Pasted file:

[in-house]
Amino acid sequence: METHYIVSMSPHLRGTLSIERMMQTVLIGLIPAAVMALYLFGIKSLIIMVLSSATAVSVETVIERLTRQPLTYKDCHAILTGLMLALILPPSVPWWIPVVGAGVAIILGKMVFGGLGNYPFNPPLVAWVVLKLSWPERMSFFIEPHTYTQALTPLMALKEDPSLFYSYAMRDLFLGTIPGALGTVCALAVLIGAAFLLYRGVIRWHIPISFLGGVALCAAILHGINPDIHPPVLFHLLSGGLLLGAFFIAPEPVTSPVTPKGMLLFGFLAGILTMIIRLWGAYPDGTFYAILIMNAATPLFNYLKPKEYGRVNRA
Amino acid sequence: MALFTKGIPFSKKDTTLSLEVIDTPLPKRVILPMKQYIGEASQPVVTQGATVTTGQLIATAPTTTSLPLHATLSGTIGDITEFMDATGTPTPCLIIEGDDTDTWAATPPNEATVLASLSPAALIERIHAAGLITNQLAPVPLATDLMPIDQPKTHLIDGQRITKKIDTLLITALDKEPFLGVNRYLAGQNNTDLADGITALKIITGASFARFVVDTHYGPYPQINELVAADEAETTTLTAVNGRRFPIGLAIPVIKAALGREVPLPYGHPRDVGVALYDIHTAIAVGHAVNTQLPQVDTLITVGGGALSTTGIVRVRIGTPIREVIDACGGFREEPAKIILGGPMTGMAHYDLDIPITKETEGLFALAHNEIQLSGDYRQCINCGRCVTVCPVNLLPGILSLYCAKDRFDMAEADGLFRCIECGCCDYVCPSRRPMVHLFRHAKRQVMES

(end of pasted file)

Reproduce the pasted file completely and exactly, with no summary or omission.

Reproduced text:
[in-house]
Amino acid sequence: METHYIVSMSPHLRGTLSIERMMQTVLIGLIPAAVMALYLFGIKSLIIMVLSSATAVSVETVIERLTRQPLTYKDCHAILTGLMLALILPPSVPWWIPVVGAGVAIILGKMVFGGLGNYPFNPPLVAWVVLKLSWPERMSFFIEPHTYTQALTPLMALKEDPSLFYSYAMRDLFLGTIPGALGTVCALAVLIGAAFLLYRGVIRWHIPISFLGGVALCAAILHGINPDIHPPVLFHLLSGGLLLGAFFIAPEPVTSPVTPKGMLLFGFLAGILTMIIRLWGAYPDGTFYAILIMNAATPLFNYLKPKEYGRVNRA
Amino acid sequence: MALFTKGIPFSKKDTTLSLEVIDTPLPKRVILPMKQYIGEASQPVVTQGATVTTGQLIATAPTTTSLPLHATLSGTIGDITEFMDATGTPTPCLIIEGDDTDTWAATPPNEATVLASLSPAALIERIHAAGLITNQLAPVPLATDLMPIDQPKTHLIDGQRITKKIDTLLITALDKEPFLGVNRYLAGQNNTDLADGITALKIITGASFARFVVDTHYGPYPQINELVAADEAETTTLTAVNGRRFPIGLAIPVIKAALGREVPLPYGHPRDVGVALYDIHTAIAVGHAVNTQLPQVDTLITVGGGALSTTGIVRVRIGTPIREVIDACGGFREEPAKIILGGPMTGMAHYDLDIPITKETEGLFALAHNEIQLSGDYRQCINCGRCVTVCPVNLLPGILSLYCAKDRFDMAEADGLFRCIECGCCDYVCPSRRPMVHLFRHAKRQVMES